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Fresh off returning from an injury, Indianapolis Colts quarterback Carson Wentz is once again sidelined ahead of their season opener.
Wentz joined two other members of the Colts to be placed on the reserve/COVID-19 list on Monday. In addition to the star quarterback, center Ryan Kelly and wide receiver Zach Pascal have been placed on said list after coming into close contact with a Colts staffer who tested positive for the virus.
The simple fact that all three players were placed on the list indicates that none of them were vaccinated from the virus. Under NFL protocols, vaccinated players would be placed on said list only if they tested positive for COVID-19.
It’s been a longstanding belief that Wentz has not been vaccinated, joining well less than 10% of active NFL players in that category. This is also the latest example of how the pandemic might impact the coming 2021 NFL regular season.
Quarterbacks such as Carson Wentz are X-factors
We saw it when Wentz was sidelined to a foot injury early during training camp. At least initially, it seems as if it was going to be a long-term absence. At that point, Indianapolis’ Super Bowl odds fell off big time.
None of this should be considered a surprise. Despite his struggles with the Philadelphia Eagles last season, Wentz is still seen as a starter-caliber quarterback. The same thing can’t be said for Colts backups Jacob Eason and Sam Ehlinger.
That right there is the issue when it comes to NFL’s COVID-19 protocols and the quarterback position. Teams can get away with missing a star player at another position for a game or two. But rosters are built in today’s NFL to rely a great deal on the quarterback position. Given the current NFL COVID-19 protocols, this puts teams who have unvaccinated quarterbacks on the roster at a disadvantage.
- Game day COVID-19 testing: Non-vaccinated players such as Carson Wentz will have to return a negative COVID-19 test no later than four hours before kick off on game day. Should said player test positive, he’ll be out for that day’s game. Given the 10-day isolation protocol, the quarterback would likely also be sidelined for the following game. If non-vaccinated teammates were to come into close contact with the infected player, they would also be sidelined.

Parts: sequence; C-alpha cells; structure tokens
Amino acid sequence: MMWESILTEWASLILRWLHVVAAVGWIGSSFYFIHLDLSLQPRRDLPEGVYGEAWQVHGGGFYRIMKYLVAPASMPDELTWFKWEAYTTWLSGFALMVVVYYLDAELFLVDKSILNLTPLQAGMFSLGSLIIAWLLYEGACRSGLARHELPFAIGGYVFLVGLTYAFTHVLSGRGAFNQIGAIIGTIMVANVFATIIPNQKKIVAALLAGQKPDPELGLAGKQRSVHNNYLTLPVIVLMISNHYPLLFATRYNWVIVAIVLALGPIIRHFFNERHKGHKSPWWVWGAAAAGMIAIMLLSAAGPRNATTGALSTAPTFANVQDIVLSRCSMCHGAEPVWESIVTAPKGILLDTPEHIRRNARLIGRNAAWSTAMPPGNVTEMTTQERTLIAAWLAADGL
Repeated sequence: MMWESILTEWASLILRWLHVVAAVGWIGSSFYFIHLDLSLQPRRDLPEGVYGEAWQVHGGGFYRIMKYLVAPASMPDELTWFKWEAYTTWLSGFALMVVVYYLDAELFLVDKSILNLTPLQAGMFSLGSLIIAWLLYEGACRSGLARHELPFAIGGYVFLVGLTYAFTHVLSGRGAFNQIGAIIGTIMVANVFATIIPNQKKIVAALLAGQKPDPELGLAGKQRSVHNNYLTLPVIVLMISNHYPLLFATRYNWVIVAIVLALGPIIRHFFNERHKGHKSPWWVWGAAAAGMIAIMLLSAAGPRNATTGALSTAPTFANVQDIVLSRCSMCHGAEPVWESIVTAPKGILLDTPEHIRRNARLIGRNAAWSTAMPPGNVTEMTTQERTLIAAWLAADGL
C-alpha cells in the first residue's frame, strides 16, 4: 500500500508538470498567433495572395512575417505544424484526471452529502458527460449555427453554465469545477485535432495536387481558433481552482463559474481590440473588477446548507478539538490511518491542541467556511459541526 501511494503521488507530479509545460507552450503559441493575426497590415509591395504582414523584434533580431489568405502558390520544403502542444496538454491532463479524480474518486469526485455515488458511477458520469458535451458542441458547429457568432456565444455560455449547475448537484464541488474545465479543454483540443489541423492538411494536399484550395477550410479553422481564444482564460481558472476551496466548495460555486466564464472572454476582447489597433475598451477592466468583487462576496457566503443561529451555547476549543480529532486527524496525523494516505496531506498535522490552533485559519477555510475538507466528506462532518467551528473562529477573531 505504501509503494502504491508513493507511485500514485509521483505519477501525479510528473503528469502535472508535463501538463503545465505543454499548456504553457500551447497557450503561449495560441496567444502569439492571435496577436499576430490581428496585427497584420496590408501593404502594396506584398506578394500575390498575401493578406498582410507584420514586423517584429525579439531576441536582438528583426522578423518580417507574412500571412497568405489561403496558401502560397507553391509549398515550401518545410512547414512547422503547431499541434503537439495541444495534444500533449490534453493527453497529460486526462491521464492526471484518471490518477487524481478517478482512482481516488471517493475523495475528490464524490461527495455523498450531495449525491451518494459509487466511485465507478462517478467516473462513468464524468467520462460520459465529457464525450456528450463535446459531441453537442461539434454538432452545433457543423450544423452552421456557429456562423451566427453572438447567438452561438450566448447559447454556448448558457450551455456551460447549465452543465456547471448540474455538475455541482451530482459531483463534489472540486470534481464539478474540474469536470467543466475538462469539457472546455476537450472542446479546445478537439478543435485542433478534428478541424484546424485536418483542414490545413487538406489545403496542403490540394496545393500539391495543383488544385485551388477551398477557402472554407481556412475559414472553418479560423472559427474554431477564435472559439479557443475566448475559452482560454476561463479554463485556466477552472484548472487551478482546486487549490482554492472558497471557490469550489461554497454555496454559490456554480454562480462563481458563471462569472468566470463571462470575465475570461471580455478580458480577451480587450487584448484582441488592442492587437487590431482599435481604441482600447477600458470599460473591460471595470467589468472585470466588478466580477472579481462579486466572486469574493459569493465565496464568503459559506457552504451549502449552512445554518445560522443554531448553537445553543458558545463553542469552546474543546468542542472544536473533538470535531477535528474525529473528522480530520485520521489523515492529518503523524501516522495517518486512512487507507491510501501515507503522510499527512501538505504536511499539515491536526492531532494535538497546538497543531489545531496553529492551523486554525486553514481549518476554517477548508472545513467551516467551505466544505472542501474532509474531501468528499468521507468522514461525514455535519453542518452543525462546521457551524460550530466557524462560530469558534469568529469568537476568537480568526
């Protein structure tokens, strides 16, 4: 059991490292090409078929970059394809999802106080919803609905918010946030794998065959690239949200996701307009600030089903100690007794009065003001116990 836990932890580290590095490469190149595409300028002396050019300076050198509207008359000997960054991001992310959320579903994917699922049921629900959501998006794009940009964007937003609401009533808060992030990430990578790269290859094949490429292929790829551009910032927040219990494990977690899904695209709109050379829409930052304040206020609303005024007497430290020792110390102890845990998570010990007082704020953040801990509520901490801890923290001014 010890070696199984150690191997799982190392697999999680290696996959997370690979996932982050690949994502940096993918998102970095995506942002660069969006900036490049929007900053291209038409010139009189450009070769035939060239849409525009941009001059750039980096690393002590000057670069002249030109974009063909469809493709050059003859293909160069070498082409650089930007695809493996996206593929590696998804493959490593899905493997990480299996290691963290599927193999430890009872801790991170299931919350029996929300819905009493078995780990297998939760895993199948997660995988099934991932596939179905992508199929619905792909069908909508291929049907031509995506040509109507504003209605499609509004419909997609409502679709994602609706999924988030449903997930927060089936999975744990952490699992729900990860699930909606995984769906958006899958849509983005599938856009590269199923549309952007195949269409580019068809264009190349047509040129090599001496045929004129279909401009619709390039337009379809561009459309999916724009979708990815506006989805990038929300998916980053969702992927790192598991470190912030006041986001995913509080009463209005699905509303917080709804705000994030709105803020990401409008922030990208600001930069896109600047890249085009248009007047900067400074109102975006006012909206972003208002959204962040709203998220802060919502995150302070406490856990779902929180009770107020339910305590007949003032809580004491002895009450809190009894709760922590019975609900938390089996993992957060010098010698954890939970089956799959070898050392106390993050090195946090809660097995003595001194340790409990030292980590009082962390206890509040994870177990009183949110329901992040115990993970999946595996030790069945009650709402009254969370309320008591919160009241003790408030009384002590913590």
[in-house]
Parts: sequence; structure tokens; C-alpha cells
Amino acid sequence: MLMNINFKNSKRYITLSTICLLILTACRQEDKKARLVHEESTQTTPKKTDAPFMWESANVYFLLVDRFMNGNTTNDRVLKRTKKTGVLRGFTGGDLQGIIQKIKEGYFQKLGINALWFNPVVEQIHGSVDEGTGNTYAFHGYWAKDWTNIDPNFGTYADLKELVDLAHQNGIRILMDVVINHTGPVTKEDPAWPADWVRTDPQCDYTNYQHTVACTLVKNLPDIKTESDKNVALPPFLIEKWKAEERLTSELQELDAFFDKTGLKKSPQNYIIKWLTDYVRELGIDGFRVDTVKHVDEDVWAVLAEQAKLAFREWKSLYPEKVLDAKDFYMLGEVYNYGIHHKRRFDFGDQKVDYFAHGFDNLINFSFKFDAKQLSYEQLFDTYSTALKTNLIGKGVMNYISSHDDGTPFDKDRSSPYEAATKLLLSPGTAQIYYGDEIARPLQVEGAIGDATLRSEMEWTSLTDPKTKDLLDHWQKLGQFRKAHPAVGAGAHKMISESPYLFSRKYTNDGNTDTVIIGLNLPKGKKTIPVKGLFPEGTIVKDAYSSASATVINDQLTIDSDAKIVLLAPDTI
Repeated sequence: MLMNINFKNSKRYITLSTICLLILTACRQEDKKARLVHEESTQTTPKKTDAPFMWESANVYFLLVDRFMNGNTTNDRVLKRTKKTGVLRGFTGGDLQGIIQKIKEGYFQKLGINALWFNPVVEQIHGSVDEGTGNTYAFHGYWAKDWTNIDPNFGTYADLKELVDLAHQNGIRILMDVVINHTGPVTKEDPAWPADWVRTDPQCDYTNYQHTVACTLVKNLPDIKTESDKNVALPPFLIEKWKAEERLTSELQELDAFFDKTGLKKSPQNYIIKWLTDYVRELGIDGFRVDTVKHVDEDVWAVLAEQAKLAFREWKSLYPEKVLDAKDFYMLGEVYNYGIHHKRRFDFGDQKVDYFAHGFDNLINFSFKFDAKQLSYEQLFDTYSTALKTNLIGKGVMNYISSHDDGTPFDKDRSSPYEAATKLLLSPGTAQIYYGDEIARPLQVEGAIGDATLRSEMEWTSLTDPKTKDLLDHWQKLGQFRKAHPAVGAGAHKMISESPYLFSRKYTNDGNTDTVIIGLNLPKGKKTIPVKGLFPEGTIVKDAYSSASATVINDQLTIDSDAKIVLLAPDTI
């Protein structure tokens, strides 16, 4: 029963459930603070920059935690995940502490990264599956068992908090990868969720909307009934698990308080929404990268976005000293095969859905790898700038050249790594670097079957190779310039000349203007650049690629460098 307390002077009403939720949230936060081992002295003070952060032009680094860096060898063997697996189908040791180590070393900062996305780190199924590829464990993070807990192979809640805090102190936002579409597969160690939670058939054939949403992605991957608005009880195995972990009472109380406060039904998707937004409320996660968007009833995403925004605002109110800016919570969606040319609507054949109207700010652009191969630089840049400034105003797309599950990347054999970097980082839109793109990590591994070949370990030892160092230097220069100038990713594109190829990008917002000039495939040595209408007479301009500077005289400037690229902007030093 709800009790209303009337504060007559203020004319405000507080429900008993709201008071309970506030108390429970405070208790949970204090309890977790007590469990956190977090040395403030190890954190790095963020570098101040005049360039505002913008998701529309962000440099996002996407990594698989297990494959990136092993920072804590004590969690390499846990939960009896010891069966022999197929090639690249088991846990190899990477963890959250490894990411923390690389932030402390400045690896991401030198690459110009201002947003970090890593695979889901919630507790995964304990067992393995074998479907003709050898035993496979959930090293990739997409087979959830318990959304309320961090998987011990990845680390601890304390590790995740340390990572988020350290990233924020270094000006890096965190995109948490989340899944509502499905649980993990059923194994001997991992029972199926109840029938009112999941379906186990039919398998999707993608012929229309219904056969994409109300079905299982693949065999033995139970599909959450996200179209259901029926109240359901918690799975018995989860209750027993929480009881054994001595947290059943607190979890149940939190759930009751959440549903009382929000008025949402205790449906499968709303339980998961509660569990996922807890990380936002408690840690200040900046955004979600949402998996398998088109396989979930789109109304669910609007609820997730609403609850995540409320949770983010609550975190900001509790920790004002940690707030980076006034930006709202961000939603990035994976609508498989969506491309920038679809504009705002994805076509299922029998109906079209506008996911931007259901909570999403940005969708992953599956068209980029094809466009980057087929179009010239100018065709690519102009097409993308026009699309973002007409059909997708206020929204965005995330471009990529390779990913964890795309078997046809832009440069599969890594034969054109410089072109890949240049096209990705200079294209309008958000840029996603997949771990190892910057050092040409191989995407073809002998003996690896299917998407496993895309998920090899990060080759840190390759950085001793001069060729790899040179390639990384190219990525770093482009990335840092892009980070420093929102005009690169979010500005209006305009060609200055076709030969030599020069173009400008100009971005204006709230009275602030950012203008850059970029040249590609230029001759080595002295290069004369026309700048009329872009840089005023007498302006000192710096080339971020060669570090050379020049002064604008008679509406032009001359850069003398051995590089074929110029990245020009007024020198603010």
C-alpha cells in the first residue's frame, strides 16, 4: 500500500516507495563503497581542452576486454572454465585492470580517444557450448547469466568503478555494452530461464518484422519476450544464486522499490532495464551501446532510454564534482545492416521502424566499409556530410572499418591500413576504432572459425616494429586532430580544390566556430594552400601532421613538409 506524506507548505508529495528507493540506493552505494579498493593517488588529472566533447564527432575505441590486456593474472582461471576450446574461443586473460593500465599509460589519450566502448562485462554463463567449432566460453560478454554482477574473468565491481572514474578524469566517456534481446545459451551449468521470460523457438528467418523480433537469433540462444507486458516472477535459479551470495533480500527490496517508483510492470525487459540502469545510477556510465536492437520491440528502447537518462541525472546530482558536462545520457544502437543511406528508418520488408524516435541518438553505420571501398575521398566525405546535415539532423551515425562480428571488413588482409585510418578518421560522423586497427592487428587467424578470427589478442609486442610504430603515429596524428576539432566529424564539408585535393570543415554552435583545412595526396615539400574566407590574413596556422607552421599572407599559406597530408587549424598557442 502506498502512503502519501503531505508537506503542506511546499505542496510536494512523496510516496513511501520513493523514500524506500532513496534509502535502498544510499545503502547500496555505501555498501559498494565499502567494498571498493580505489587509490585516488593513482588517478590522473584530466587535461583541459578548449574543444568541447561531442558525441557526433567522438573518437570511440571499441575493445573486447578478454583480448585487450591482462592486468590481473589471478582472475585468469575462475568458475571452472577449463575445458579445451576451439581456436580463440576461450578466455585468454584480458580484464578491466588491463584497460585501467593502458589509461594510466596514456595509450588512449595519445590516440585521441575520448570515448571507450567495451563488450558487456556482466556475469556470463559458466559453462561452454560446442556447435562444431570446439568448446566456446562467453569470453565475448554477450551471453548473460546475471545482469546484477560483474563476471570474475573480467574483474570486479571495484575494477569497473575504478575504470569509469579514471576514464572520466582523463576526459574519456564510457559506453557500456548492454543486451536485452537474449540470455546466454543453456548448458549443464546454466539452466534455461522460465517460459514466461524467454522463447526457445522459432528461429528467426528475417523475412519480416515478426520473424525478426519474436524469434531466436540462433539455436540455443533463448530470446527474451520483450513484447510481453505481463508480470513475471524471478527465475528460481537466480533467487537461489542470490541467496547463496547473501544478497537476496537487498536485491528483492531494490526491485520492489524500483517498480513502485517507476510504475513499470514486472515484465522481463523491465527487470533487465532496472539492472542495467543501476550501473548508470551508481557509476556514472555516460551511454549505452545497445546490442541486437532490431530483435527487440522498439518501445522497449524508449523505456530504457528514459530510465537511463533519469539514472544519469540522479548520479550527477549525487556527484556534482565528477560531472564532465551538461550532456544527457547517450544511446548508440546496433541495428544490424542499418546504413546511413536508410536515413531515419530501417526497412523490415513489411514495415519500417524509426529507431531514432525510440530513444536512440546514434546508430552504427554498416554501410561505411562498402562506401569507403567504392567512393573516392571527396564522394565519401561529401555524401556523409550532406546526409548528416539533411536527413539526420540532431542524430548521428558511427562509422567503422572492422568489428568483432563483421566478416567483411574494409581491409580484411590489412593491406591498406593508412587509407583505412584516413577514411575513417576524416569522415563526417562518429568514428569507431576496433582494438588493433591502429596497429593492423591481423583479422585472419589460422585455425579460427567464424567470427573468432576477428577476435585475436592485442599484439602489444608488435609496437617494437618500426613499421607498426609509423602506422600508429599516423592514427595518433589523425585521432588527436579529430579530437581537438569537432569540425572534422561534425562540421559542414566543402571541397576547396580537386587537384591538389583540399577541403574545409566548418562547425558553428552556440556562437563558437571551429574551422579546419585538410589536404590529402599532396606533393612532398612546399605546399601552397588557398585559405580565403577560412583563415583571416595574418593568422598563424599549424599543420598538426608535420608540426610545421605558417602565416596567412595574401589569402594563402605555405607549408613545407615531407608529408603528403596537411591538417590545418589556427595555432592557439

- NFL forfeit policy: Imagine this scenario. A quarterback such as Carson Wentz tests positive for COVID-19. He’s in close contact with the two other quarterbacks on the roster. Both are not vaccinated. That would force all three quarterbacks to miss a game, leading to a likely forfeiture on the part of the team.
Seeing the issue here?
We can argue about COVID-19 vaccines and whether they are safe. We can argue about their effectiveness until we’re blue in the face. This isn’t the forum for that.
Rather, it’s all about competitive balance in the NFL. Quarterbacks such as Carson Wentz, Lamar Jackson and Kirk Cousins not being vaccinated as the United States deals with an uptick in cases could cause some major issues for teams around the NFL.
As for Wentz, he will need to remain in isolation for the next five days. That gives the former No. 2 overall pick more than enough time to return ahead of Indianapolis’ Week 1 outing against the Seattle Seahawks. But it doesn’t preclude another incident like this from occurring again.